Does running cadence matter? Not as much as previously thought (in terms of speed and efficiency, but this is not a comment on altering biomechanics to avoid or manage running through injury. One of the first things we ask of a runner, who insists they will be running with their injury while we attempt to get ahead of it, is to increase their cadence and land with more finesse (if they are a heavy "plunker", which often happens on longer runs when people fatigue).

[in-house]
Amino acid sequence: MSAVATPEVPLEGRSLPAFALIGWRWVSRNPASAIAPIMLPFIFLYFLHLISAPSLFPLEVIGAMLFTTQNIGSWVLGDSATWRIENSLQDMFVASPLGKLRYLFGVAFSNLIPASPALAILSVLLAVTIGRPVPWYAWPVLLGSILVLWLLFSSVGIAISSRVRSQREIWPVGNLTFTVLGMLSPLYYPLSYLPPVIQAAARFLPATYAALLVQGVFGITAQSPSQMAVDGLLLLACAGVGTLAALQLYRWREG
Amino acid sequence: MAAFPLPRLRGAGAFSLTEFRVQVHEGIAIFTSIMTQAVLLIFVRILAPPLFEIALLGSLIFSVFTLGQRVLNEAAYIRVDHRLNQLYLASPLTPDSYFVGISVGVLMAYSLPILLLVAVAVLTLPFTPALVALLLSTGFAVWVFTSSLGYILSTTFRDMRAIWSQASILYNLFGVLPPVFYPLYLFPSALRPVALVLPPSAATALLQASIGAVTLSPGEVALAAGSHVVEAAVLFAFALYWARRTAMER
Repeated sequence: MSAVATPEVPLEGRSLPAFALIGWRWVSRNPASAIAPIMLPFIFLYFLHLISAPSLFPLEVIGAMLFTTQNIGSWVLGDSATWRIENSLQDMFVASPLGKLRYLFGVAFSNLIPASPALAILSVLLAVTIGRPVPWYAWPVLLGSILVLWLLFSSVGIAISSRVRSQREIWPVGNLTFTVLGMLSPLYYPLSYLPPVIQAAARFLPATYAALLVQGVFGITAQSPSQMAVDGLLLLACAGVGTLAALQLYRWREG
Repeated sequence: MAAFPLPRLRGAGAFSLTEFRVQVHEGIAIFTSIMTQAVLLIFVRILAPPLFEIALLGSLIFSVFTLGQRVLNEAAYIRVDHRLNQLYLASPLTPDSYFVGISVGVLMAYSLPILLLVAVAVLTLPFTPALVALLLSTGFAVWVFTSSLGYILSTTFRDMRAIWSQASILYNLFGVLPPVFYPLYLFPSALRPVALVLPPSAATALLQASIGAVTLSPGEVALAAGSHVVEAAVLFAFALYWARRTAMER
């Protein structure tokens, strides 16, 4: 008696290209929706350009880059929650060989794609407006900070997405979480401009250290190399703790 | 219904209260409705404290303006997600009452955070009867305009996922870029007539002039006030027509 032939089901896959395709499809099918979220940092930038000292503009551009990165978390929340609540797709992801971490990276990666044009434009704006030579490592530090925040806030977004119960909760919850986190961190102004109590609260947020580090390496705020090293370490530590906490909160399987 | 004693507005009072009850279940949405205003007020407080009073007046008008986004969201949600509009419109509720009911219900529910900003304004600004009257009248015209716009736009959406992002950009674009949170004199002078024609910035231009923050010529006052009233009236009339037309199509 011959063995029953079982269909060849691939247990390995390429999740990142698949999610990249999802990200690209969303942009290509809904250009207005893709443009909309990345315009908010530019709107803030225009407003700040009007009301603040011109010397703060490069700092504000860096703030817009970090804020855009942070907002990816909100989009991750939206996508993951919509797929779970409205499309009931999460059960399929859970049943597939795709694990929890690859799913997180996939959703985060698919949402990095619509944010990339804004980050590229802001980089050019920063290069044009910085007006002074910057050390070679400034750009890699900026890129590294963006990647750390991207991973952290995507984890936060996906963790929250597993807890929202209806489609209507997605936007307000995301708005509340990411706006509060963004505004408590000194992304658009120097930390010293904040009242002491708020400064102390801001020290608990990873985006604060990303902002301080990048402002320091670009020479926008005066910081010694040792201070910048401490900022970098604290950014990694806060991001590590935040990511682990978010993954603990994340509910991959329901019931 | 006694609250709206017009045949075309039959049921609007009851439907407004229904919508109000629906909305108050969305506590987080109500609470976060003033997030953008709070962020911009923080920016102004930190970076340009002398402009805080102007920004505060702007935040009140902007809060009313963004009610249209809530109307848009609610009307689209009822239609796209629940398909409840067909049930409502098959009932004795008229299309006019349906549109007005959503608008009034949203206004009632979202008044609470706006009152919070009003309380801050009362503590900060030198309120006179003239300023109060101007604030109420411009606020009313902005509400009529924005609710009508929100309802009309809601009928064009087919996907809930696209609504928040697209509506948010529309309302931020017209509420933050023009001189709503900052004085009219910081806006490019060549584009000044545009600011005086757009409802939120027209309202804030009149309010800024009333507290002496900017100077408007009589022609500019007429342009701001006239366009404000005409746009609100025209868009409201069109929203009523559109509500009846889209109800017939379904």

“Some ran at 160 steps per minutes and others ran at 210 steps per minute, and it wasn’t related at all to how good they were or how fast they were,” Burns said. “Height influenced it a little bit, but even people who were the same height had an enormous amount of variability.”
"Another unexpected finding is that by the end of a race, cadence varied much less per minute, as if the fatigued runner’s body had locked into an optimal steps-per-minute turnover. It’s unclear why, Burns said, but this deserves further study."